Our client came to us saying that, while she knew clearly that her employees are the company's most important asset, she was concerned that too often the significance of that assertion was not seen on a day-to-day basis in the workplace.
She understood that lip service to and the occasional enthusiastic recognition of good performance are not enough as they can make employees sense and reflect corporate insincerity. She didn't want any sign of this lack of sincerity to be detected by customers.
As pragmatic hotel consultants, our focus is the success of our client's business and that has to be understood by every one involved, from top down. On many occasions over the years, we have designed and refined a process of involvement that works all the time.
This system has every employee knowledgeably involved at every level. It starts with ensuring that everyone is always clear about their role - what he or she must do - and the standards required. This clarity enables the individual to communicate with others, intelligently and with appropriate authority, about work issues.
Such informed communication gives the trained individual an agreed degree of control and encourages decision-making at that level, close to where the work is done. This way of working is respectful, efficient and, normally, helps the considerate manager hold back from interfering in the work of subordinates.
Above all, it means that the leaders don't do the work that their more junior colleagues are employed to do. Instead, leaders who know and understand the work involved are able to 'show' their colleagues what to do, to the required standard.
Establishing the system initially demands considerable effort from everyone at all levels but, once in operation, it has been shown to make life at work smoother and more thoughtful - and it strengthens teams.
Because it involves everyone employed in the company, from bottom to top, it is called 'How We Work Together' or, as everyone likes abbreviations, HWWT.
To make it work, it required:
- meticulous time-consuming selection of personnel
- colleagues aware and content that, with HWWT, there is no 'master and servant'
- a practical relentless understanding of what leaders must do
- initial and continuing task and HWWT training, geared to the individual
- careful employee development, guided by the employee's leader regular communication with everyone, in teams, about everything that affects their work
- regular communication with everyone, in teams, about everything that affects their work
Contributed by lead associate Rosemary Jackson
A recent trip to Japan afforded the opportunity to stay as a guest in Japanese ryokan hotels.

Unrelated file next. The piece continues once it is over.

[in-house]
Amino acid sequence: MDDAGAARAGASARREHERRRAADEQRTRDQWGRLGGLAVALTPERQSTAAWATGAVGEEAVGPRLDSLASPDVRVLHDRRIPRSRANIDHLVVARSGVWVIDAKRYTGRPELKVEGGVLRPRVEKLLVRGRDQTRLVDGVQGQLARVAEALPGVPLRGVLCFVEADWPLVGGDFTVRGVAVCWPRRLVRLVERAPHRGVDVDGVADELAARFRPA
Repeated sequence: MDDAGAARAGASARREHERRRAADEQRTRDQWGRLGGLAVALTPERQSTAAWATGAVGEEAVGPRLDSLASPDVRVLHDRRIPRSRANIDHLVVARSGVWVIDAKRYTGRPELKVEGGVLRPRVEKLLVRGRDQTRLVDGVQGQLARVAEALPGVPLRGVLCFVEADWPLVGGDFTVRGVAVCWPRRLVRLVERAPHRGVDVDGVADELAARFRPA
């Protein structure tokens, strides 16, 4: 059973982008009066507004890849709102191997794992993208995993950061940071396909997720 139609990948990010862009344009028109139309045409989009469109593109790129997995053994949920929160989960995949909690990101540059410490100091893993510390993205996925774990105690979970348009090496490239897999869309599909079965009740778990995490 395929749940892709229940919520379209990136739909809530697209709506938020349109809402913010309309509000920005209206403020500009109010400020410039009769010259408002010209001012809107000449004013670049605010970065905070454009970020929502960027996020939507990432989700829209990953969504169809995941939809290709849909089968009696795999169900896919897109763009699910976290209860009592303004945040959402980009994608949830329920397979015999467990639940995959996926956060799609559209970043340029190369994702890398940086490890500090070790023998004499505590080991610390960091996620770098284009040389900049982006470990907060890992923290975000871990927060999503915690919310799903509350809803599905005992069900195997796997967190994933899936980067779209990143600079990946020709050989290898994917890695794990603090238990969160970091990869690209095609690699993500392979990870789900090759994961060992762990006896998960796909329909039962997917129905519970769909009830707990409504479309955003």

These hotels provide the guest with a very different hotel experience Ã¢â‚¬" one that has been enjoyed by travellers for several centuries.
On arrival, guest enter a large lobby where luggage and wet clothing is taken away, outdoor shoes are removed and replaced with slippers. After check-in, guests are escorted to their rooms.
The entrance door to the bedroom opens onto a small hall where 'common area' slippers are removed and replaced with a 'bedroom pair'. Sliding doors lead to the guest's lounge Ã¢â‚¬" a space that may only have a low table and always-on tea maker as furniture.
All cupboards are hidden behind sliding doors, as is the small private bathroom, which usually contains a plunge bath, wall-hung shower, basin and toilet. European visitors will be intrigued by the heated toilet seats that are common in Japan and some other Asian countries.
There is yet another pair of slippers for exclusive use in the bathroom.
Rectangular tatami mats, twice as long as they are wide and usually laid in a 'T' shape, cover the floor. These mats are traditionally made of rice straw with a covering of woven soft rush straw. Cotton yakatas, a casual form of kimono to be worn by the guest indoors and traditionally after bathing, are usually found in one of the cupboards.
Most ryokan bundle the price of dinner and breakfast with the room rate. Meals are generally served in a communal room with the times of sittings predefined but most will also serve meals in guests' rooms. Guests often go to the restaurant dressed in their yakata and slippers. They sit at low tables and, when individual courses are served, staff will kneel prior to placing the dishes on the table.
The ryokans we stayed at offered food and service of the very highest standard. Our kaiseki dinners typically included all or most of the following.
- Sakizuke: an appetizer similar to the French amuse-bouche
- Hassun: the second course, which sets the seasonal theme; typically one kind of sushi and several smaller side dishes
- Mukozuke: a sliced dish of seasonal sashimi
- Takiawase: vegetables served with meat, fish or tofu; the ingredients are simmered separately
- Futamono: a 'lidded dish', typically soup.
- Yakimono: broiled seasonal fish
- Su-zakana: a small dish used to clean the palate, such as vegetables in vinegar